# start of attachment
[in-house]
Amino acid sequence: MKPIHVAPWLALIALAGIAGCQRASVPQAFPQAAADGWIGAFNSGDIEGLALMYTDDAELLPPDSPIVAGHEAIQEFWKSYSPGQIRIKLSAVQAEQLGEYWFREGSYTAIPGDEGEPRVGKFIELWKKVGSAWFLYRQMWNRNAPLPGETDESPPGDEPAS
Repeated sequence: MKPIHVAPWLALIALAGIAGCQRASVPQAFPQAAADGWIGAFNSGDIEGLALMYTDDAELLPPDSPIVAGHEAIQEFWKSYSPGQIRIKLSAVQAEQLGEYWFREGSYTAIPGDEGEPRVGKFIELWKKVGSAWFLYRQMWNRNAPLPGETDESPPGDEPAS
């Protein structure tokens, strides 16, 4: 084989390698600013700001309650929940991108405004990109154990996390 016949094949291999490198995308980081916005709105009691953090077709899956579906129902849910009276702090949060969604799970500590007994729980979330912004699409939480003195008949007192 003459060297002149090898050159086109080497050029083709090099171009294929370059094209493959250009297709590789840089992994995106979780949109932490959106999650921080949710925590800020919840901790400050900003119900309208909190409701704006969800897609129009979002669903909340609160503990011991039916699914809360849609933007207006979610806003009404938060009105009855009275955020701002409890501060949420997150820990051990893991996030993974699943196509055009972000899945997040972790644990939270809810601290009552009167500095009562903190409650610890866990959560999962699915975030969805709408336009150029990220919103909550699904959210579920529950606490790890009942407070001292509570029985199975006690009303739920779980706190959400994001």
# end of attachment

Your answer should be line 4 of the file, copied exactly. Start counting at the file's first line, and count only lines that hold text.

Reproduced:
């Protein structure tokens, strides 16, 4: 084989390698600013700001309650929940991108405004990109154990996390 016949094949291999490198995308980081916005709105009691953090077709899956579906129902849910009276702090949060969604799970500590007994729980979330912004699409939480003195008949007192 003459060297002149090898050159086109080497050029083709090099171009294929370059094209493959250009297709590789840089992994995106979780949109932490959106999650921080949710925590800020919840901790400050900003119900309208909190409701704006969800897609129009979002669903909340609160503990011991039916699914809360849609933007207006979610806003009404938060009105009855009275955020701002409890501060949420997150820990051990893991996030993974699943196509055009972000899945997040972790644990939270809810601290009552009167500095009562903190409650610890866990959560999962699915975030969805709408336009150029990220919103909550699904959210579920529950606490790890009942407070001292509570029985199975006690009303739920779980706190959400994001």